Thirteen environmental groups working on clean transportation solutions sent a letter to the United States Postal Service (USPS) urging it to select plug-in electric vehicles (EVs) for the next generation of delivery vehicles (NGDV). The USPS fleet travels more than 1.3 billion miles every year and uses more than 180 million gasoline gallon equivalents (GGE) of fuel.
Two of the five vehicles USPS are currently considering for the next generation of delivery trucks are plug-in models, the environmental organizations said. The winner of the contract will be announced in early 2018, with deployment likely to begin in Q1 2020. If an electric model is selected, the USPS fleet would be the largest electric vehicle fleet in the world.
The USPS operates a fleet of more than 200,000 vehicles in all areas of the United States and its territories; approximately 163,000 of these are right-hand drive, light-duty carrier route vehicles (CRVs) purchased between 1987 and 2001. These vehicles are rear-wheel driven, powered by internal combustion engines, and of aluminum body-on-frame design. The payload capacity is approximately 1,400 pounds.
These vehicles are near the end of their designed useful life. The USPS intends to retire this fleet in coming years, and to replace the vehicles with Next Generation Delivery Vehicles (NGDVs).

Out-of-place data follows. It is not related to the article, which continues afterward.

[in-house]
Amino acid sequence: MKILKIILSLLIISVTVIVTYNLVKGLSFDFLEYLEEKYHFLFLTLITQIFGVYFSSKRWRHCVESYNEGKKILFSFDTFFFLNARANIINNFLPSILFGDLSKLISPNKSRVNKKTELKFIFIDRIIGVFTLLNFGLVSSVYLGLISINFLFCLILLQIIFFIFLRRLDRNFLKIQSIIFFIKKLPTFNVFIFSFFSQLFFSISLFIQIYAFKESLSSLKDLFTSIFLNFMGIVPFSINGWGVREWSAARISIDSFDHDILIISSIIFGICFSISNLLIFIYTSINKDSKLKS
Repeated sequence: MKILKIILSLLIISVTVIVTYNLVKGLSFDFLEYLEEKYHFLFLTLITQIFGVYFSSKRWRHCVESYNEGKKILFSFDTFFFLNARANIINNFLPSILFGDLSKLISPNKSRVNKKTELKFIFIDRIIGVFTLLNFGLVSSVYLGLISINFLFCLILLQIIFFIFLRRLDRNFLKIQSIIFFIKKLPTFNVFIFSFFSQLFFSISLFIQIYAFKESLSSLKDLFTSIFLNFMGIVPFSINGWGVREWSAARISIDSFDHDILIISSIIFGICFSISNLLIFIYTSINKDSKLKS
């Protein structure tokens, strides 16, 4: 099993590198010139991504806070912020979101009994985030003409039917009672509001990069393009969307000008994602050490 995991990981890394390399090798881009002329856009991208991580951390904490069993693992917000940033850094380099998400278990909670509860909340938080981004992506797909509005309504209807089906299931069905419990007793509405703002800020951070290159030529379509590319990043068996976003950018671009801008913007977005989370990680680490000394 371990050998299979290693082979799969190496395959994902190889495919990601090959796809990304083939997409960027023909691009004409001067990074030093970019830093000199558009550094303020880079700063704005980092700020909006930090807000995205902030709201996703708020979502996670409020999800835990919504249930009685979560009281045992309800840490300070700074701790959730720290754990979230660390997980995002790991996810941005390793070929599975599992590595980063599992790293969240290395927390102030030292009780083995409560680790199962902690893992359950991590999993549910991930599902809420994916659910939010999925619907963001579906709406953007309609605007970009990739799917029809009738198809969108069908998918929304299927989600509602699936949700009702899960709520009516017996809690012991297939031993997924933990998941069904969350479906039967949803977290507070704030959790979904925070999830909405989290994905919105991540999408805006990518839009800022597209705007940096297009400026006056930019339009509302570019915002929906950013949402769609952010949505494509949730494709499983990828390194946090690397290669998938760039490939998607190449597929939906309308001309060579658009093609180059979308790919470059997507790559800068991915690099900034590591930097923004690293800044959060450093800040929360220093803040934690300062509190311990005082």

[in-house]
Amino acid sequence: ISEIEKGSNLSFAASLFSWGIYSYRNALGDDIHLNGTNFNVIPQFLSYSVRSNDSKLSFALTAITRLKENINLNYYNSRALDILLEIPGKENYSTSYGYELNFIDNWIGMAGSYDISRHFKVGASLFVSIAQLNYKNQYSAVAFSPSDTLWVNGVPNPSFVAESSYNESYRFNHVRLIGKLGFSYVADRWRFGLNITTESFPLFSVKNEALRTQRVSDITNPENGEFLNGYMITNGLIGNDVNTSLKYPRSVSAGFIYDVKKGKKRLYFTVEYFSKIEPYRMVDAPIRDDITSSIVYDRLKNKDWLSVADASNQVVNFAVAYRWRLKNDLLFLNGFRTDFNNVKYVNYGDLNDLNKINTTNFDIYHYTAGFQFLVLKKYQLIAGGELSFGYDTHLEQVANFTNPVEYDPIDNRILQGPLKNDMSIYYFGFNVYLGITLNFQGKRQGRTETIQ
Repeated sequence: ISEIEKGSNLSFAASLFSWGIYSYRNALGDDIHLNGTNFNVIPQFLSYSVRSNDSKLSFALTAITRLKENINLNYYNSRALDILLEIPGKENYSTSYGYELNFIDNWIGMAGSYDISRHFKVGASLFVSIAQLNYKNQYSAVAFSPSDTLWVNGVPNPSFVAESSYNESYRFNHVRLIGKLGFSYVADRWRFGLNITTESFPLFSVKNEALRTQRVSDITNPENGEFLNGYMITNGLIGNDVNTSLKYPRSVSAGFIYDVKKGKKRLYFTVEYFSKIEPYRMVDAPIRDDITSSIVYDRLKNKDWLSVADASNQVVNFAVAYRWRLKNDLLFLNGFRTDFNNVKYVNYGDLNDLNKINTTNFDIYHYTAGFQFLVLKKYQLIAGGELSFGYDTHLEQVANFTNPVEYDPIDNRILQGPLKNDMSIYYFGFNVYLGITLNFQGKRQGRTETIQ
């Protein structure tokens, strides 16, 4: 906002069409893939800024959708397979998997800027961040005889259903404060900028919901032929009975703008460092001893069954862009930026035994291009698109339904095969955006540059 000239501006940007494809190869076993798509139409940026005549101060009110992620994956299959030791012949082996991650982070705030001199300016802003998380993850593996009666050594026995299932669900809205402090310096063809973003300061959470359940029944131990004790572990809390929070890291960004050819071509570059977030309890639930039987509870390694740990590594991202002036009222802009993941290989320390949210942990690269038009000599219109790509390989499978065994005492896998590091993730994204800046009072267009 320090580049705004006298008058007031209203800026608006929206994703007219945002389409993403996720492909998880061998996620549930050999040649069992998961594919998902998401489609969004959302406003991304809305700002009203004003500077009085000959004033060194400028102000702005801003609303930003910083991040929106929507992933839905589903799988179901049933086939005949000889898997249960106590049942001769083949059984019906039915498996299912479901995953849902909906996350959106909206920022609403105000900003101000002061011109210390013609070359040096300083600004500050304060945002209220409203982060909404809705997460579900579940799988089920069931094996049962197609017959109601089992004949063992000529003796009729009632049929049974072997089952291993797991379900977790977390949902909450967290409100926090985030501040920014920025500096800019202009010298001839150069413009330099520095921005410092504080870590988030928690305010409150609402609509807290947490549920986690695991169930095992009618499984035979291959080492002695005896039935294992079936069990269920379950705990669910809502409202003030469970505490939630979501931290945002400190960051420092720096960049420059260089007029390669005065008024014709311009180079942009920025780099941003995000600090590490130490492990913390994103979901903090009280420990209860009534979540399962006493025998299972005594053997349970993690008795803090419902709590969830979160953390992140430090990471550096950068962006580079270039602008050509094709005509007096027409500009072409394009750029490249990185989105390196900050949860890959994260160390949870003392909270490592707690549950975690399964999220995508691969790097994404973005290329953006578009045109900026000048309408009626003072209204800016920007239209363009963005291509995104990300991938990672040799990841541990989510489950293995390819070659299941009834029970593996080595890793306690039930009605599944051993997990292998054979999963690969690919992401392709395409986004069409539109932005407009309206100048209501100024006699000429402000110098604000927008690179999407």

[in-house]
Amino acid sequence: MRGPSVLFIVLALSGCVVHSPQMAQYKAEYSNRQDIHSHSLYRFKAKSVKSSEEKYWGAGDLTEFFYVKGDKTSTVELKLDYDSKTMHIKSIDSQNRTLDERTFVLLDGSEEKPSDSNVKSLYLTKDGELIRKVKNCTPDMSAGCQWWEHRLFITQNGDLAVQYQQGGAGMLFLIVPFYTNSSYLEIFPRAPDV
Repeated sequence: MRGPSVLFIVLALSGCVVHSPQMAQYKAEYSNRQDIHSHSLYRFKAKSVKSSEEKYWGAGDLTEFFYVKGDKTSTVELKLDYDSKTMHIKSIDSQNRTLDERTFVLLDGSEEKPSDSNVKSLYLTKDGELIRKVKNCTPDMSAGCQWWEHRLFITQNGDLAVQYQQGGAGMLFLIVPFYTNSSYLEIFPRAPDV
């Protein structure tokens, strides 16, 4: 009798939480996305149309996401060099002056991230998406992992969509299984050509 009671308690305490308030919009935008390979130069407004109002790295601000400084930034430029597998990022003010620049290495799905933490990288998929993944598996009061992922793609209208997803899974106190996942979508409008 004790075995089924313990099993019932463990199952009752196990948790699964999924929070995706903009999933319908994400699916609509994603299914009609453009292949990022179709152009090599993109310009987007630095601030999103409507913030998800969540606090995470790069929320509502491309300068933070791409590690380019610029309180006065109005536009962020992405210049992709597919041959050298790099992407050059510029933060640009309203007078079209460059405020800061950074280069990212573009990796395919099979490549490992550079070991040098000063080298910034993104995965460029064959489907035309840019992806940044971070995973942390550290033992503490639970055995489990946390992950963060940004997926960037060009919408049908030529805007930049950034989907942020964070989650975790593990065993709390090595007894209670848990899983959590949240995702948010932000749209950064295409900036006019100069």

The USPS publicly began the Next Generation Delivery Vehicles (NGDV) acquisition program in January 2015 with a Request for Information (RFI). A Request for Proposal (RFP) was issued in October 2015 which included a statement of objectives in response to feedback received from the supplier community and other stakeholders. In 2016, the Postal Service awarded contracts to six prime suppliers who together were to produce 50 prototype vehicles as part of the next phase of the NGDV acquisition process. Half of the prototypes would feature hybrid and new technologies, including alternative fuel capabilities, USPS said at the time.
Since then, the pool has shrunk to five: three single companies—AM General, Oshkosh and Mahindra—and two collaborations—VT Hackney/Workhorse and Karsan/Morgan Olson.
Public details on the vehicles are scant, although the VT Hackney/Workhorse candidate is a range-extended electric vehicle. VT Hackney is building the body of the prototype vehicles while Workhorse Group is providing the chassis and powertrain. Karson/Morgan is making a hybrid truck that is also being considered.
The USPS received prototype NGDV vehicles the week of 18 September; actual testing by letter carriers began the week of 2 October. Testing sites include Flint and Utica, MI; Falls Church and Leesburg, VA; and Tempe and Tucson, AZ. On a three-week rotating basis, the vehicles will be used over the next six months during normal delivery operations in these diverse weather environments.
Testing will focus on each prototype’s comfort, usability, functionality, ergonomics, performance, operations, and so on. Additionally, testing of the vehicles’ durability, components and fuel economy will be conducted by engineers at third-party laboratories.
The environmental organizations signing the letter include:
- Electric Auto Association
- Environment America
- Environmental Law and Policy Center
- Natural Resource Council of Maine
- Natural Resources Defense Council
- Oregon Environmental Council
- Plug In America
- Public Citizen
- Safe Climate Campaign
- Sierra Club
- Union of Concerned Scientists